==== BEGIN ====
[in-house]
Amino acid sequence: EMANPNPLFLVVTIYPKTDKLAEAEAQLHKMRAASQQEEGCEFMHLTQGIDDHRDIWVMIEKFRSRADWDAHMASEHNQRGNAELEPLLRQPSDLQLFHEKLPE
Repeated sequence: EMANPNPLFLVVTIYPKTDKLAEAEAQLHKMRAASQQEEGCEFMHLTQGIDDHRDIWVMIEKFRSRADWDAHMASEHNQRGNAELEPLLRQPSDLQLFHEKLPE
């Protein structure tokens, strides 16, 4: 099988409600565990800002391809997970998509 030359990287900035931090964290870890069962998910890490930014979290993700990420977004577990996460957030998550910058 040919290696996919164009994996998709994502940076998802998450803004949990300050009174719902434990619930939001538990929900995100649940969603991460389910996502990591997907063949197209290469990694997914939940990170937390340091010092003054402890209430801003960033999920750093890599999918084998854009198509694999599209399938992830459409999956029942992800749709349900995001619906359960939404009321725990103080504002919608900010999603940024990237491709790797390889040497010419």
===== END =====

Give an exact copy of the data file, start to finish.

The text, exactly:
[in-house]
Amino acid sequence: EMANPNPLFLVVTIYPKTDKLAEAEAQLHKMRAASQQEEGCEFMHLTQGIDDHRDIWVMIEKFRSRADWDAHMASEHNQRGNAELEPLLRQPSDLQLFHEKLPE
Repeated sequence: EMANPNPLFLVVTIYPKTDKLAEAEAQLHKMRAASQQEEGCEFMHLTQGIDDHRDIWVMIEKFRSRADWDAHMASEHNQRGNAELEPLLRQPSDLQLFHEKLPE
């Protein structure tokens, strides 16, 4: 099988409600565990800002391809997970998509 030359990287900035931090964290870890069962998910890490930014979290993700990420977004577990996460957030998550910058 040919290696996919164009994996998709994502940076998802998450803004949990300050009174719902434990619930939001538990929900995100649940969603991460389910996502990591997907063949197209290469990694997914939940990170937390340091010092003054402890209430801003960033999920750093890599999918084998854009198509694999599209399938992830459409999956029942992800749709349900995001619906359960939404009321725990103080504002919608900010999603940024990237491709790797390889040497010419």